The Concept of ‘You Get What You Pay For’

April 1, 2016 The TNS Group

By now, I’m sure that everyone has heard the concept of ‘You get what you pay for’ right?  Whether you are a full-fledged believer or you’re a skeptic, the concept that one ought to receive the full measure of the goods/services that they pay for is universally accepted.  That is, of course, unless you’re resigned to receive less than what you pay for… then there may be other issues afoot.

I’m going to do my level best to provide you, the reader, with some unbiased observations in the context of this timeless adage and how it relates to Managed Services.  Unbiased, you may ask?  Heading up Service Delivery at TNS has afforded me a lot of introspection and helped me turn the spotlight inward.  Hopefully this will allow me to deliver some unbiased observations on the matter.

If you’ve ever been on the hunt for a Managed Service Provider (MSP), then you know that the landscape is pretty broad.  You’ve got everyone from the Mom & Pop shop to the monoliths of the industry like IBM.  It boils down to one simple question, of which I will break down further by service below…

Are you getting what you’re paying for?  If you’re paying for any of the services below, are they…

Help Desk: Are you entitled to a staffed Help Desk?  Are they courteous and kind?  Are they documenting your issues in a ticketing system, or just responding via email?  How about remote support?  Do they require you to go to a free service like Join.Me or require you to be at your computer to initiate the remote support?  What about being available on less mainstream holidays like Good Friday (I’ve always assumed that, much like retail, a MSP would be open… but I’ve been wrong on this one)?  Are they available 24/7?

Once those answers are determined you can start separating the wheat from the chaff.

Antivirus: Does your provider include Antivirus as part of their service?  If so… great.  But, what kind of Antivirus?  All too often, MSP’s are bundling inexpensive Antivirus because it’s good for their bottom line.  What this does, however, is provides you a false sense of security when it comes to viruses and malware.  That reminds me… don’t assume that Antivirus means Antimalware.  As an example Symantec Endpoint Protection, specifically SEP.Cloud, provides ample coverage against viruses and has a great malware component so that your bases are covered.  Some providers bundle in what’s cheap like AVG instead of something that’s best of breed.

Managed Backup and Disaster Recovery: There is a distinction I’d like to make as it pertains to backups before I ask the question.  There are two types of backups…

Managed Backups include monitored as part of a readiness procedure, errors are remediated as part of that readiness, and periodic testing is done to ensure the viability of the backups.


Unmanaged Backups are where backups occur but they are not monitored for success, errors are not remediated in a timely manner, and periodic testing is not done.

What about Disaster Recovery (DR)?  Does your backup offering provide your company any semblance of DR?  Has your DR ever been tested?  Have you been given, or even offered, a DR plan?

With that said, is your MSP including Managed Backups and Disaster Recovery as part of your service?

Contract Management and Procurement: Does your MSP include managing renewals or procurement?  It’s easy to say that new equipment purchases are included, but what about simple things like Domain names, SSL certificates, warranty contracts, and the like?  Sometimes it’s the little things that make a relationship with a MSP important.  The last thing you want, when navigating a new deal or business venture, is your email not working because a domain expired… or worse, got scooped up by someone.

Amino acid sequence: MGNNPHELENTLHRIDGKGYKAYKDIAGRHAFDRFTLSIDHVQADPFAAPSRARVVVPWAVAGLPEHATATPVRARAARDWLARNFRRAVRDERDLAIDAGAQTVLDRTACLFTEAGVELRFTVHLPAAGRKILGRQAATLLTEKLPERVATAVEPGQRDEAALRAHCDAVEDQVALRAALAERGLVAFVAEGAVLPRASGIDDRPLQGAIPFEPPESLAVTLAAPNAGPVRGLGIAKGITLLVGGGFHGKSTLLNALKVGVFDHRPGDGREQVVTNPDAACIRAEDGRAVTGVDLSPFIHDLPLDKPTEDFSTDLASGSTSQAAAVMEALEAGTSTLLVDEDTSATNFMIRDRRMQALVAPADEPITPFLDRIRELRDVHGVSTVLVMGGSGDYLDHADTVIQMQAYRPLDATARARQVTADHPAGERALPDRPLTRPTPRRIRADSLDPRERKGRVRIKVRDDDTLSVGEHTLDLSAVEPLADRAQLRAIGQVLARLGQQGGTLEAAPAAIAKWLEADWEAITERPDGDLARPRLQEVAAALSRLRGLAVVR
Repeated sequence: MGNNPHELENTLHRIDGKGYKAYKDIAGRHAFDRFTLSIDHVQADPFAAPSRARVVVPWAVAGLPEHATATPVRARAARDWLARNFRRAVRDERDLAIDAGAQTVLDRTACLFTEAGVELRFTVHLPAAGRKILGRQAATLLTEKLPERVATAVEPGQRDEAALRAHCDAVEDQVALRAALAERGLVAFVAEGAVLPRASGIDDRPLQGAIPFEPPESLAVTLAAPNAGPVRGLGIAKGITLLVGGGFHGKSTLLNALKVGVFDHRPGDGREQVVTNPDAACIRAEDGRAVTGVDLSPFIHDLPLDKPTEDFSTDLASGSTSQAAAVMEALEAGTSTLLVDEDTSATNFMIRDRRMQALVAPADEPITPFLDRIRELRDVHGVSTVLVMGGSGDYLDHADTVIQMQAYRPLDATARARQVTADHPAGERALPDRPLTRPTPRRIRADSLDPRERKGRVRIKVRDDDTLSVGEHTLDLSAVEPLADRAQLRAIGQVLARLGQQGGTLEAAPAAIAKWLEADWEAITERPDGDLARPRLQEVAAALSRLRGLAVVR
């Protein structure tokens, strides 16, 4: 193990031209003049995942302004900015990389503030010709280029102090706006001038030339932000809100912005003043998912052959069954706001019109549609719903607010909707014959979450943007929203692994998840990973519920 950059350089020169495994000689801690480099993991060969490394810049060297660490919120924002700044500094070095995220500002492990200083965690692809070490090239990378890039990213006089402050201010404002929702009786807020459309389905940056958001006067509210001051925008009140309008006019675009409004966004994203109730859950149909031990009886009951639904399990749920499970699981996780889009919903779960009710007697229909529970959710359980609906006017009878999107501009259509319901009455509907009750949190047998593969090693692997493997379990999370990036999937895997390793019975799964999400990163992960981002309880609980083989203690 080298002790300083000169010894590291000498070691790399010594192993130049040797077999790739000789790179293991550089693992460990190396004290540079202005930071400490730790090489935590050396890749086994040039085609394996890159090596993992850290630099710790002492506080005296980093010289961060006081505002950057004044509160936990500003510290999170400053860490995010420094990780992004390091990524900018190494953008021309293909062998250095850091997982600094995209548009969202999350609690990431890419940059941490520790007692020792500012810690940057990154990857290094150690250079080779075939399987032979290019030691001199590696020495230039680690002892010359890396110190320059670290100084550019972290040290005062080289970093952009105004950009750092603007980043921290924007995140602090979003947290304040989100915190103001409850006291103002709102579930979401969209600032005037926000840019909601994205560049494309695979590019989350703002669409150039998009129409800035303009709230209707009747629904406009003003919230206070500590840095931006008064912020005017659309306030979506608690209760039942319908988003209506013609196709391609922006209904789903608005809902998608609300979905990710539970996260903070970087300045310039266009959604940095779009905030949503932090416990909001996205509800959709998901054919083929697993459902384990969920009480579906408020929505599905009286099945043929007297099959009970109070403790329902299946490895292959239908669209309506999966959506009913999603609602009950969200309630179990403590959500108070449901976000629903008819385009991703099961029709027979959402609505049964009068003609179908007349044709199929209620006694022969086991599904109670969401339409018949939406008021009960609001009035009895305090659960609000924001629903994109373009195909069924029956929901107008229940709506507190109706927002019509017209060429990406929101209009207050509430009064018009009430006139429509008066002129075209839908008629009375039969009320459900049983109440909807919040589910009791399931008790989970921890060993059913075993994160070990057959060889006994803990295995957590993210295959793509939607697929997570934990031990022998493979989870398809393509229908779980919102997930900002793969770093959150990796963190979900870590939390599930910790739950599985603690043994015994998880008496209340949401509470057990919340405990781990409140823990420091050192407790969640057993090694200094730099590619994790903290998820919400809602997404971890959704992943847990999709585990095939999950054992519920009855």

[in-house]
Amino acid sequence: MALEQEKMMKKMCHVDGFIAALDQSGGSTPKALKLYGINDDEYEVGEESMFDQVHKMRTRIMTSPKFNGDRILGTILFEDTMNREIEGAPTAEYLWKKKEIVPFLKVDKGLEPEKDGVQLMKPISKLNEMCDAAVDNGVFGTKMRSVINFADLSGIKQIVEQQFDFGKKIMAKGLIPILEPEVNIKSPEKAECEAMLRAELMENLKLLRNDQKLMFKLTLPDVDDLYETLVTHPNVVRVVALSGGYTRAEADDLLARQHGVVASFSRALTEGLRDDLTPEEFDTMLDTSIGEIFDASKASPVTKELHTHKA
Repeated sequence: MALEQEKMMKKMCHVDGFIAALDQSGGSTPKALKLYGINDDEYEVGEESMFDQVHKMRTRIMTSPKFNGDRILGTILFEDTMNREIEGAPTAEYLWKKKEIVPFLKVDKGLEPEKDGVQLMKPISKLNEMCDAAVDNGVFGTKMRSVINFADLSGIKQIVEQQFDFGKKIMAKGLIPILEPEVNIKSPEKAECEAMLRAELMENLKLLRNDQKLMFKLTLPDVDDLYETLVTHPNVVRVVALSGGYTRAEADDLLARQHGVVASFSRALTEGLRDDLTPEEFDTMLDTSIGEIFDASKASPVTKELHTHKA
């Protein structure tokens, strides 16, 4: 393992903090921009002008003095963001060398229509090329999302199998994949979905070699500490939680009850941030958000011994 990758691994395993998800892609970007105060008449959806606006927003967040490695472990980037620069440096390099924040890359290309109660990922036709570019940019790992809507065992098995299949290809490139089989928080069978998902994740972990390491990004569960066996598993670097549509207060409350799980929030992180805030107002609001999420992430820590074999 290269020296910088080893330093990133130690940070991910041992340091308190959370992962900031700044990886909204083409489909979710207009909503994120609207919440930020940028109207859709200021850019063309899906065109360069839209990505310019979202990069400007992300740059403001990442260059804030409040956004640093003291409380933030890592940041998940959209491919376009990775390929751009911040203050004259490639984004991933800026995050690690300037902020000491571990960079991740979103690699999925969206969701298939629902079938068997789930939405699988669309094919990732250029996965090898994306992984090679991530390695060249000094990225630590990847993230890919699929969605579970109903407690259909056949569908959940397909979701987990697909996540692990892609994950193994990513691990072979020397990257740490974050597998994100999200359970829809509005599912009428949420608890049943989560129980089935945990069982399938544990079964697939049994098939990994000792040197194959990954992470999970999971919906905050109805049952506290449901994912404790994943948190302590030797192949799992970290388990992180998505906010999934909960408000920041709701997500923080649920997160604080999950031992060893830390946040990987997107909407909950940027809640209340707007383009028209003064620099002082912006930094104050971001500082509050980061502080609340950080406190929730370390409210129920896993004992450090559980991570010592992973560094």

Proactive Support: What about proactive support?  Everyone speaks of proactive support, and some even offer it as part of their service… but does anyone have a team dedicated to it; laser focused on making sure that every aspect of your environment is more than just “OK”?

I have been working over the years to reinforce this concept, and hammer home the importance of proactivity vs. reactivity.  It’s easy to sell a service that claims proactivity, but it’s very different than actually being proactive.  Are your systems patched regularly?  Is your environment being held to industry standards and best practices? What about your user accounts, are they clean and up to date? What about your user accounts, are they clean and up to date? What about your backend environment as it relates to policies? Stale computers lingering in your configuration?

Here’s my one shameless plug: TNS ForeSight is a department we’ve created dedicated to proactivity and safeguarding our clients to ensure they are operating at maximum efficiency as it relates to standards and best practices.  They do not report into Support or Implementation… so proactivity is not compromised by external influences.

Summary: If you’ve answered no to any of these, or are not clear on what you’re being provided as part of your service agreement, it might be time to take another look at that contract.  In fact, you can contact The TNS Group and speak to one of our Account Managers about your IT needs and current situation.  We may be able to help understand your current service contract, and make sure that you’re getting what you’re paying for.  I am very close to all of what I shared, and work hard to ensure that our service team is doing what we say we’re going to do, when we say we’re going to do it.  If you have questions, feel free to call me directly at 203.316.0112 extension 113.

By:  Matt Schenkman, Client Services, The TNS Group

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